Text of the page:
Florida’s Office Forecast Remains Surprisingly Sunny

Across the U.S., the office market is in tough shape. Sales volumes are down, and new construction has slowed to a crawl. The 18.8% national vacancy rate in April 2024 was a full 210 basis higher than a year earlier, according to data firm CommercialEdge.

In San Francisco, office vacancy was up an eye-popping 650 basis points in 12 months. It’s not just expensive coastal markets that are struggling – St. Louis, Atlanta and Chicago are struggling to fill downtown office space.

And then there’s Florida. The Sunshine State’s office market continues to show strength. In Feldman Equities’ core market of Tampa, employers are moving in, and demand remains strong for well-positioned, recently updated buildings in the central business district.

Other markets across Florida are doing well, too. In Miami, for instance, strong demand and rental rates above $100 in some submarkets are sparking sales activity. Miami’s office market boomed during the pandemic. And while office owners in other parts of the country are sitting on their hands, some Miami property owners are looking to cash in.

In one example, Nuveen Real Estate has put the 701 Brickell office tower in Miami on the market, hoping to get as much as $500 million for the 1.1 million-square-foot property, according to news reports. The 32-story building is 90% leased to tenants that include financial titans BlackRock and Apollo Global Management. Last year, law firm Holland & Knight renewed its 121,000-square-foot lease.  

In October, Nuveen sold another building, 801 Brickell, for $250 million. And Aimco has put the 32-story Brickell Bay Office Tower and the adjacent 31-story Yacht Club Apartments on the market, seeking a combined $650 million.

Farther up the coast in Palm Beach County, the office market is firing on all cylinders. In Boca Raton, tech company Innovative Solutions this spring announced its expansion from Rochester, New York. While the company has just 13 employees in 2,600 square feet for now, Innovative Solutions expects to expand to 100 employees – and to take additional space to accommodate them.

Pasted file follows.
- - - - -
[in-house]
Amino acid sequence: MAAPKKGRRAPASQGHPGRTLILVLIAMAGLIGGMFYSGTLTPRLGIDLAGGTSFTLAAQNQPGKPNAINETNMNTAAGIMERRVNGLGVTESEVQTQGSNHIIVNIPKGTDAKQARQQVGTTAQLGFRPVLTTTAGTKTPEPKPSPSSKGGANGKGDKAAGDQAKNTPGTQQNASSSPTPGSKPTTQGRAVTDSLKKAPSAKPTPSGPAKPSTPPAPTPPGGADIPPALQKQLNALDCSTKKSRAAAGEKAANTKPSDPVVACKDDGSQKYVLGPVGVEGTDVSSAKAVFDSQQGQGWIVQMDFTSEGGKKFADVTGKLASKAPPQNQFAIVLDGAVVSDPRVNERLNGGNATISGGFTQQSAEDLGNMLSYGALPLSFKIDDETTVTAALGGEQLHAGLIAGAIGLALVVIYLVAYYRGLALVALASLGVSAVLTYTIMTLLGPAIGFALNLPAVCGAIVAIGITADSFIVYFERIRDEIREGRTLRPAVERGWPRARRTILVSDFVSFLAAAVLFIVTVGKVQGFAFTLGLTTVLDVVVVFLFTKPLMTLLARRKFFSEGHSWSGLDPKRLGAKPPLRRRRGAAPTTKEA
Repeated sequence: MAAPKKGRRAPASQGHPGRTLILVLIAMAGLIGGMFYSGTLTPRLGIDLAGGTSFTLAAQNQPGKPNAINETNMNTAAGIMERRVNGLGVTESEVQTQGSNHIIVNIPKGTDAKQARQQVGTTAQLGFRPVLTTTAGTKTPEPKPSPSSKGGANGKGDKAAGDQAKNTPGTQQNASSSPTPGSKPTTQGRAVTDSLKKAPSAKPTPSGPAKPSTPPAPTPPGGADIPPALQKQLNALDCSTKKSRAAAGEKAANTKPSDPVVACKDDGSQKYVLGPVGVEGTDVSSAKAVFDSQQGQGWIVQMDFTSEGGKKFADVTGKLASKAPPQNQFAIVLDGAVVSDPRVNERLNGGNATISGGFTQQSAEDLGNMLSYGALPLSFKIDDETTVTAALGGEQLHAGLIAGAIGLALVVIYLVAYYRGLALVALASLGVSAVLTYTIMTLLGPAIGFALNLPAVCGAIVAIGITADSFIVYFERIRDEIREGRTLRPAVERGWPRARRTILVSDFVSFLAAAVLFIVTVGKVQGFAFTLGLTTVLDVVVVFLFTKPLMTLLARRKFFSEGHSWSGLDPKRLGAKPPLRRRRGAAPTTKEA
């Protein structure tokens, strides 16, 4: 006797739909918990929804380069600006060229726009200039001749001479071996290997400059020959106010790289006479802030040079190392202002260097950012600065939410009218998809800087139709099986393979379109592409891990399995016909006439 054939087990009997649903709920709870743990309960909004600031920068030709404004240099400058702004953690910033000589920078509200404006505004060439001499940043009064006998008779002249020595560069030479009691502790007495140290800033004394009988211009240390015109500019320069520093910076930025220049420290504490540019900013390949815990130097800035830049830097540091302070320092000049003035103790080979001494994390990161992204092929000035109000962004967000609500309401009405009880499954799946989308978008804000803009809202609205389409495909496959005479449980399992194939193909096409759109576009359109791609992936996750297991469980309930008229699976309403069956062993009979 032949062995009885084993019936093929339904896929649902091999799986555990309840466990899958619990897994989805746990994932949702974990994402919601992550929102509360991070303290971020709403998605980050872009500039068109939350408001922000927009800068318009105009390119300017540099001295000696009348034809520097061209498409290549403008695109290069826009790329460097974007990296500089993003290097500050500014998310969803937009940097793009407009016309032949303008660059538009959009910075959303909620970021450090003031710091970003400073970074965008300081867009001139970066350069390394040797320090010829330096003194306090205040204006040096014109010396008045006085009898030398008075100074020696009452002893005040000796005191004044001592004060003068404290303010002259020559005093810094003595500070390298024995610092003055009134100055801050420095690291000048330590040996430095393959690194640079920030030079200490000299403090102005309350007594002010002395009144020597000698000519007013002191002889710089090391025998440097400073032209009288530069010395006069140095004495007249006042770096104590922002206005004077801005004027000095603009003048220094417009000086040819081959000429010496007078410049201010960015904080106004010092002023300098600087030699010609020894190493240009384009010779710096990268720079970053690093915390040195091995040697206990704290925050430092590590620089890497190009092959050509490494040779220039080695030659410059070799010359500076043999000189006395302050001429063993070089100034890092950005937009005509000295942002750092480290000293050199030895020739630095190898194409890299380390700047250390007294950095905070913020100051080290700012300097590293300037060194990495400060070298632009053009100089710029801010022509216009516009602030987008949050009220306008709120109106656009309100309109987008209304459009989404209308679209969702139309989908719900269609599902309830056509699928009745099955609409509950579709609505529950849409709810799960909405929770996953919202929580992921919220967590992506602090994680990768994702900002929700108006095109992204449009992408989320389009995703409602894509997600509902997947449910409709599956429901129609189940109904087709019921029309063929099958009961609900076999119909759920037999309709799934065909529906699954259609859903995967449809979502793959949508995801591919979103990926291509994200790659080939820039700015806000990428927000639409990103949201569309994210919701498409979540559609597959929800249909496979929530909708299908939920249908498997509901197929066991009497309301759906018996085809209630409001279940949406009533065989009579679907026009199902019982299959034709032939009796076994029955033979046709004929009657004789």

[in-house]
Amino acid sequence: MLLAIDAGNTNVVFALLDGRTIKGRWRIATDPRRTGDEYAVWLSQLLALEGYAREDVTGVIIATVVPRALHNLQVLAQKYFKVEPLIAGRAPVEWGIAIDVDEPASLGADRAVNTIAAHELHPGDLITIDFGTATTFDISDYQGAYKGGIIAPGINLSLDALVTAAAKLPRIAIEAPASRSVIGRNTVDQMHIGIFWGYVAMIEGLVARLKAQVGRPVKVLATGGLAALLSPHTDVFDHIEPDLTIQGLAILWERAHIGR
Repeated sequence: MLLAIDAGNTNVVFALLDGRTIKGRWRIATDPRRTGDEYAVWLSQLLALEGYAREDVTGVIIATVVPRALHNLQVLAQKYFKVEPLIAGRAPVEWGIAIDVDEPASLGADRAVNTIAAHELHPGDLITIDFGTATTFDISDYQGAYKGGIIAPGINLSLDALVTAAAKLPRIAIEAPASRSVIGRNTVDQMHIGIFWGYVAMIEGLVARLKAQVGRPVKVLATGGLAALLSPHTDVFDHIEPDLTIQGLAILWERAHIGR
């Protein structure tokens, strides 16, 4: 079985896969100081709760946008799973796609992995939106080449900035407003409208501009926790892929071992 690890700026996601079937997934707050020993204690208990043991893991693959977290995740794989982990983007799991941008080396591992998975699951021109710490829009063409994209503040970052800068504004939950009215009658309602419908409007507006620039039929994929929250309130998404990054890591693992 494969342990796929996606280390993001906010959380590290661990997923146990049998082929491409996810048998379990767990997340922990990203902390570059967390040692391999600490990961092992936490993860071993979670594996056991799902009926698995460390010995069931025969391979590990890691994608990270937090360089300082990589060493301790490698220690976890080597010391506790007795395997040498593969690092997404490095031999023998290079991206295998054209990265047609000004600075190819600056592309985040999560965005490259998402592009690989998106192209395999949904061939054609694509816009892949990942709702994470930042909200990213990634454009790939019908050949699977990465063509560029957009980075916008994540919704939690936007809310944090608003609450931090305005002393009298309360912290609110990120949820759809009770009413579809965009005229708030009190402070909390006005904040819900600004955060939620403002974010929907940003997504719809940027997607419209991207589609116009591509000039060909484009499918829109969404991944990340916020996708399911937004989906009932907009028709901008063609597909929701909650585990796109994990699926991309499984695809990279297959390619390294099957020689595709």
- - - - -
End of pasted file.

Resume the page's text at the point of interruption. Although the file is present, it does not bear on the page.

A bit farther north, in downtown Delray Beach, Pebb Capital reports strong demand for office space at Sundy Village, its redevelopment of a site that includes a historic inn and restaurant. Tenants are drawn in part by Atlantic Avenue’s rich offerings of restaurants.

Moving up the coast, downtown West Palm Beach is booming. Related Companies’ One Flagler project is a new building with water views, and it’s charging rental rates of more than $100 per square foot – and getting them. In May, Related announced leases at One Flagler with financial firms Bessemer Trust, HighPost Capital, Paulson Capital, Baron Funds, Lancer Capital and the Johnson Family Foundation. Reflecting the wealth migration to Florida, Paulson Capital’s West Palm Beach office will be its first in the Southeast.

And keeping with the theme of amenities as a crucial feature of a successful office property, the 25-story One Flagler includes 4,100 square feet of retail space, 10,000 square feet of indoor and outdoor dining, an Equinox-designed fitness center and a posh terrace overlooking the Intracoastal Waterway.

Elsewhere in West Palm Beach, Related Companies says a recent deal with JPMorgan Chase means its 360 Rosemary tower is now “105% leased.” That sounds like hyperbole, but there’s an explanation – Related had so much demand for the building that it converted the top floor of the parking garage into additional workspace. And at Esperante, another Related-owned building in downtown West Palm Beach, a recent lease with a health-care firm means the building is 100% full for the first time since it was developed in the 1980s.

Florida’s sunny office market

In any office market, demand is driven by population growth and by a robust job market. Florida continues to lure employers and employees, and they’re particularly gravitating to amenitized buildings in thriving urban districts. At Feldman Equities, we’re laser-focused on our mission of repositioning struggling office space and developing new space in downtown markets.

Florida’s winning combination — warm weather, reasonable regulations and a modest tax burden — is luring employers south. Financial firms from New York and Chicago and tech companies from California have been streaming into the Sunshine State. Florida added 240,500 jobs from April 2023 to April 2024, a 2.5% growth rate that topped Texas, California and other large states, according to the U.S. Labor Department.

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